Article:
NEWARK CITY ICE CO. fl. FISHER.
NEWARK CITY ICE CO. v. FISHER. (Circuit Court of Appeals, Third Circuit. October 23, 1896.) No. 28.
CONTRACT OF SALE-DAMAGES FOR BREACH.
The measure of damages for refusing to accept and, pay for the subject of a contract of sale is the difference between the contract price and the market value at the time when it should have been accepted, less expenses which the seller was saved by such refusal.
In Error to the Circuit Court of the United States for the District of New Jersey. This was an action by Fred S. Fisher against the Newark City Ice Company for breach of contract for the sale of ice. In the circuit court judgment was given for defendant, and the plaintiff appealed. That judgment was reversed and the case sent back to the circuit court for assessment of damages. 10 C. C. A. 546, 62 Fed. 569. From such assessment defendant brings error. R. V. Lindabury and John O. H. Pitney, for plaintiff in error. Roger Foster, for defendant in error. Before DALLAS, Circuit Judge, and BUTLER and WALES, District Judges. BUTLER, District Judge. This is the second time this case has been here. On the first, two questions were involved: Is the ice company liable? If it is, for how much? We disagreed with the circuit court respecting the first; and being without sufficient evidence to determine the second, we sent the case back, with directions to hear further testimony and ascertain the damages, in accordance with suggestions then made. It is now here on alleged errors committed in ascertaining the damages. The assignments are numerous; but we deem it unnecessary to discuss them. They, all relate to the measure of damages applied. It is sufficient to '$ay that none of them can be sustained. The measure is in strict accordance with our former suggestions. We then believed it to be right, and we believe so still. The plaintiff's loss by the defendant's failure to accept and pay for the ice, was the loss of such profits as he would have realized if the ice had been accepted and paid for; and these profits consist of the difference between the contract price and the value of the ice in the market at the time when it should have been accepted-less the cost of loading, which the plaintiff was saved by the refusal to accept. That the plaintiff had the ice ready for delivery was decided when the case was first here. Whether he had it in actual possession or under control by contract with others, is unimportant. In the latter contingency the nature of the contract does not concern the defendant; presumably the plaintiff was required to take the ice or respond in damages, as the defendant is being required to do for its failure to take. We fully agree with the circuit court in its response to the defendant's requests to find, on which the alleged errors are principally founded, and need not add anything to what is there said in vindication of its rulings. The judgment is affirmed.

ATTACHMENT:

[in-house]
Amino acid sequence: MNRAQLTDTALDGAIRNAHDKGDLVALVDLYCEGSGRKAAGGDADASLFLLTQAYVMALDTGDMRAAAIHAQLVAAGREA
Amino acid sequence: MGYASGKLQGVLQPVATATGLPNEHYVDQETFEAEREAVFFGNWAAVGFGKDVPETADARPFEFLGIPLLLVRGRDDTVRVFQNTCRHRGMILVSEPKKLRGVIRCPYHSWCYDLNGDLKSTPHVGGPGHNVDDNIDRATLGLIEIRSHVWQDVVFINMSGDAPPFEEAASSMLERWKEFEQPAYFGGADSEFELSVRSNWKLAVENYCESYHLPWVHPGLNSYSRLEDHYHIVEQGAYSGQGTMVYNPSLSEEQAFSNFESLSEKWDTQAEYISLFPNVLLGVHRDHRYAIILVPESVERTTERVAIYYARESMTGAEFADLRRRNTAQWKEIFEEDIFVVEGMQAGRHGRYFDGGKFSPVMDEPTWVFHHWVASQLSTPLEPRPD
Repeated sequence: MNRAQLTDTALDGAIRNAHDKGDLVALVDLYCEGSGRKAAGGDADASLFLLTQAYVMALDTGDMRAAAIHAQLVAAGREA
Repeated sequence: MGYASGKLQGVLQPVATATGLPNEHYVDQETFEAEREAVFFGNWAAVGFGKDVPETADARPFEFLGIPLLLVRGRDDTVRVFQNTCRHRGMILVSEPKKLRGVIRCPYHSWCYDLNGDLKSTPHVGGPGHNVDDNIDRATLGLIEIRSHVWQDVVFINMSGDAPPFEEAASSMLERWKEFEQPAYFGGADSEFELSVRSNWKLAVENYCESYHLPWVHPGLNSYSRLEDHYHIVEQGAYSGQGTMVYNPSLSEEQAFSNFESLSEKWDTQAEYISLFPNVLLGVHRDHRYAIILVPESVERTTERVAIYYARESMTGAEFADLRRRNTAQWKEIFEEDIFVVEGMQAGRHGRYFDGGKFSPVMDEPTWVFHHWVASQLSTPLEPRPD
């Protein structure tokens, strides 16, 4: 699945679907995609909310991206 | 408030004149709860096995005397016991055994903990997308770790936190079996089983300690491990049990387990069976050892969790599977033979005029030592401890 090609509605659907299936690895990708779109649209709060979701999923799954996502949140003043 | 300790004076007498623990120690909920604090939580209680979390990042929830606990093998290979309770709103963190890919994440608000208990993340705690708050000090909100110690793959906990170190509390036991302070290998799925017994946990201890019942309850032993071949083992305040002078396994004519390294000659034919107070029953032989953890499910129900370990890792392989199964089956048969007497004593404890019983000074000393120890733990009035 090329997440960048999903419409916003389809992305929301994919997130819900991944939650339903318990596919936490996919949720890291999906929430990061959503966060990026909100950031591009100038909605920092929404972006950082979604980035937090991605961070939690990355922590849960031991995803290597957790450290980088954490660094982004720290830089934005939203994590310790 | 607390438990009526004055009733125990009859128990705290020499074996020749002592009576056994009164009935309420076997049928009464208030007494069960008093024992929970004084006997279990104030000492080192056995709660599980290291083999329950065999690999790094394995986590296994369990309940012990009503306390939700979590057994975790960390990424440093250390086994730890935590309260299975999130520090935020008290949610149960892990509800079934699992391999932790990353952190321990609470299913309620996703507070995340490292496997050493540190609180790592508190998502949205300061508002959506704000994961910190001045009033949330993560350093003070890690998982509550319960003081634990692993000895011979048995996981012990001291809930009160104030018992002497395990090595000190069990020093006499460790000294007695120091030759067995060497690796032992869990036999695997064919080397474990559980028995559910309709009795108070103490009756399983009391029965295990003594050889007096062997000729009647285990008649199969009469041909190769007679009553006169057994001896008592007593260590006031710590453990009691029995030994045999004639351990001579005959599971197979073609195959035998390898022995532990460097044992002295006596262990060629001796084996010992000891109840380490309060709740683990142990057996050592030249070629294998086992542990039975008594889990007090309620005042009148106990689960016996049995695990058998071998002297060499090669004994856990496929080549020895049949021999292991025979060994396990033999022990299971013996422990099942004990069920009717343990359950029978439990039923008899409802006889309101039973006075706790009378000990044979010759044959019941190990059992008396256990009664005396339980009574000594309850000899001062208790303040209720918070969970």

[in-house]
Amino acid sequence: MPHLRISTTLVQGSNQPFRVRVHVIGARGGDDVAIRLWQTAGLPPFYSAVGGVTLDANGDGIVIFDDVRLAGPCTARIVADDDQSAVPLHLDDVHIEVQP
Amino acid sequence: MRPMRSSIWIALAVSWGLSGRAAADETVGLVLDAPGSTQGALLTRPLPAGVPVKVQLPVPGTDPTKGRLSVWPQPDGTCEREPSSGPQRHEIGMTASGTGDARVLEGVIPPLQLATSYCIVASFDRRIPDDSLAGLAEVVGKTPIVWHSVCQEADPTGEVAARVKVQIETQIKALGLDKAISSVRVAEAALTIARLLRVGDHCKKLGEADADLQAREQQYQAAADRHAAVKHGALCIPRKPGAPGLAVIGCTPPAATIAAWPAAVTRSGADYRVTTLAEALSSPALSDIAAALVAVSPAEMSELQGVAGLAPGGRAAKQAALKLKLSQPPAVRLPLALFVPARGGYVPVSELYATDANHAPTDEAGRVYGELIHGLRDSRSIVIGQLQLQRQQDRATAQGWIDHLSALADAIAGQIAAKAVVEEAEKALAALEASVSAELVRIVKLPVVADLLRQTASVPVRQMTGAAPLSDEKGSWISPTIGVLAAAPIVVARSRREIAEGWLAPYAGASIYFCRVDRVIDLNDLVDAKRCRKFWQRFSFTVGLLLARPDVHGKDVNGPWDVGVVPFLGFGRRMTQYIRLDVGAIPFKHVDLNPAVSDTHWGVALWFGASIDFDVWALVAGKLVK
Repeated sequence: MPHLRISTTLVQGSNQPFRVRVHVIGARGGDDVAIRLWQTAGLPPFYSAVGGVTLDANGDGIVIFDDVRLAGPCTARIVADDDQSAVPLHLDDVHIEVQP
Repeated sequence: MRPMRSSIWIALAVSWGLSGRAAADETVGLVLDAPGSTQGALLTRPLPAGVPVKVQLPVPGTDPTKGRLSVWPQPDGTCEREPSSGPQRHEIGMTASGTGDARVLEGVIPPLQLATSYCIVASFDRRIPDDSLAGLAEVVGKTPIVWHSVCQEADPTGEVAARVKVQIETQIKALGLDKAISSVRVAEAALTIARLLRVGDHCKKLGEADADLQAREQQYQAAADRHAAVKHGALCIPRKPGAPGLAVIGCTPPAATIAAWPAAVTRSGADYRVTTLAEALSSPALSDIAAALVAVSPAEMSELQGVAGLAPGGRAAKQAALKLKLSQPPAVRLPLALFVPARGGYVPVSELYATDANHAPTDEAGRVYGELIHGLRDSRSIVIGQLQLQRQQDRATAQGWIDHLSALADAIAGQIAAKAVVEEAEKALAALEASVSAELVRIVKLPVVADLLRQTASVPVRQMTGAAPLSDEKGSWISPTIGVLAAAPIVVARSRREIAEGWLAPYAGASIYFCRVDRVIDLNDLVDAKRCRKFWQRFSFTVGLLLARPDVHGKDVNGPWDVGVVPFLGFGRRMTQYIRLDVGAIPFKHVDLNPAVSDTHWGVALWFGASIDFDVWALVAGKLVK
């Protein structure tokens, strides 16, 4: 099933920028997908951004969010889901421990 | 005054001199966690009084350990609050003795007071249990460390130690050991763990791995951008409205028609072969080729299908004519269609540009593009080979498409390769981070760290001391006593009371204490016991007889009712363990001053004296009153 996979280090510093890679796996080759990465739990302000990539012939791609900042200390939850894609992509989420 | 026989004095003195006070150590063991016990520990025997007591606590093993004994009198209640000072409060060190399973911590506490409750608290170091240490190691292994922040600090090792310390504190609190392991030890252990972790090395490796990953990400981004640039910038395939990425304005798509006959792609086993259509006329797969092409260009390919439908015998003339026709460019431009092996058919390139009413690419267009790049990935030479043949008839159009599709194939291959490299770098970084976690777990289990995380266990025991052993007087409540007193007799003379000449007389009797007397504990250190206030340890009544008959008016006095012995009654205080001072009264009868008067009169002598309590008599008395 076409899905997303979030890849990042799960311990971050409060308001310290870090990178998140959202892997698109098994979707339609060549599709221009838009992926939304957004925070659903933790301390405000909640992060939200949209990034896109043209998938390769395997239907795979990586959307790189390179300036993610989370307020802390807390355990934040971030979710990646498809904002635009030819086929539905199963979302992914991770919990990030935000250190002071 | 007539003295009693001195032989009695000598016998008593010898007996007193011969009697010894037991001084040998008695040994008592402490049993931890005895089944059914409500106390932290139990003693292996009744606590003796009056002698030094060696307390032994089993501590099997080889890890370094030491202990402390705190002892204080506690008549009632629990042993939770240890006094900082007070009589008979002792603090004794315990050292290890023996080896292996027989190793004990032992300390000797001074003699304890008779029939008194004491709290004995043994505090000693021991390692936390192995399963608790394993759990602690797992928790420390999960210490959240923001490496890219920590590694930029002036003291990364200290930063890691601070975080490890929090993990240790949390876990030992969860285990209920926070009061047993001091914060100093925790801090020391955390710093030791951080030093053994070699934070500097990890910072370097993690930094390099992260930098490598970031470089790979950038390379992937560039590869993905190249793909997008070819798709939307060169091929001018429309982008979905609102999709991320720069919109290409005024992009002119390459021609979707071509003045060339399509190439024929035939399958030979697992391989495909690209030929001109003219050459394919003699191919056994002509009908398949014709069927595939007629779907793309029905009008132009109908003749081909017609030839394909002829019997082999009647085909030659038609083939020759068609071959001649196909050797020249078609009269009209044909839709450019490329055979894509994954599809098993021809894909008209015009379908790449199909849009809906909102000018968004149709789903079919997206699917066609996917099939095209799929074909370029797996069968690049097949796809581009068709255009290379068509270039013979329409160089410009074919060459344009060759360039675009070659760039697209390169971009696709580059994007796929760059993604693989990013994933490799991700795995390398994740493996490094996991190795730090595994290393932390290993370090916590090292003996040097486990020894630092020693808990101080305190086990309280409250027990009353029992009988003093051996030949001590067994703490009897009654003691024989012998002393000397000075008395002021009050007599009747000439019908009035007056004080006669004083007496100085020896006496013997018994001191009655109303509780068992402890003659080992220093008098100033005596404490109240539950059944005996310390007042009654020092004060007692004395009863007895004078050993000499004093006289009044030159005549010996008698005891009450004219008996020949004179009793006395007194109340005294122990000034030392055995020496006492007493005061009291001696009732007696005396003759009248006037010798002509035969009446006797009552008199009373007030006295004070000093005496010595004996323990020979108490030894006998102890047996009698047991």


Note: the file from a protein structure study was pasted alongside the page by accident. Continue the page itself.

76 FEDERAL REPORTER.
PEARSOL et al. v. MAXWELL et 0.1. (Olrcult Oourt of Appeals, Third Oircuit. October 5, 1896.) No.1, Sept. Term, 1896.
. Testator devised a certain estate, "to have and to hold to the said E. and the ,heirs of her body," followed by a provision that, if any of the children of E. should marry into a certain family, the share of the chila or children so marrying should go to the other children. Held, (1) that E. took an estate tail, the presumption being that the words were used in their technical sense; (2) that the proviso as to the children did not present such an unequivocal intent to limit E. to a life interest as to rebut such presumption. 68 Fed. 513, affirmed.
In Err.or to the Circuit Court of the United States for the Western of Pennsylvania. Edward Oampbell, for plaintiffs in error. William G. Guiles, for defendants in error. Before. DALLAS, Circuit Judge, and BUTLER and WALES, District Judges. DALLAS, Circuit Judge. The case of the plaintiffs in error rests upon their contention that by the will of Samuel N. Crawford there was vested in the children of Edith Pearsol an estate in remainder in the land indisplite upon determination of an estate for life in the said Edith Pea-rsol; but the conclusive answer to this contention is that the estate devised to Edith Pearsol is an estate of inheritance, and not' for life only, and that no interest or estate whatever was de· vised to her children. The quantity of the estate which Edith Pear· sol.was t9 take was defined by the words, "to have and to hold to the said EdithrPearsol and the heirs of her body," and that these words, if alone considered, created an estate tail, is hornbook law.' The learned counsel. for the plaintiffs has, however, strenuously insisted that the legal significance of technical words will not prevail against the true intent of a testator asdisclosediby his entire will, and eflpecially by its latest dispositions, which, when in conflict with any preceding part of it, are to be given controlIingeffect. These general princorrectly understood and rightly ciples need not be applied, they are unquestionable,-but they are not determinative of the present controversy, for the reason that, even in a will, the presumption is that technical words have been used in their technical sense, and this presumption cannot be rebutted otherwise than by showing an unequivocally expressed inteIj.t to use them in some other sense. The only dispositive provision of Samuel N. Crawford's will affecting this land devises an estate tail to Edith Pearsol, and we are asked to infer or imply an inconsistent devise to her children because the testator, towards the end of his will, declared that none of the family of his uncle, Joseph Crawford, should receive any bene· fit from his (testator's) estate, and more especially because the devise to Edith Pearsol is followed by these ,vords:
"Provided, however, that the children of the said Edith Pearsol do not marry or be given in marriage to any of the children of my uncle Joseph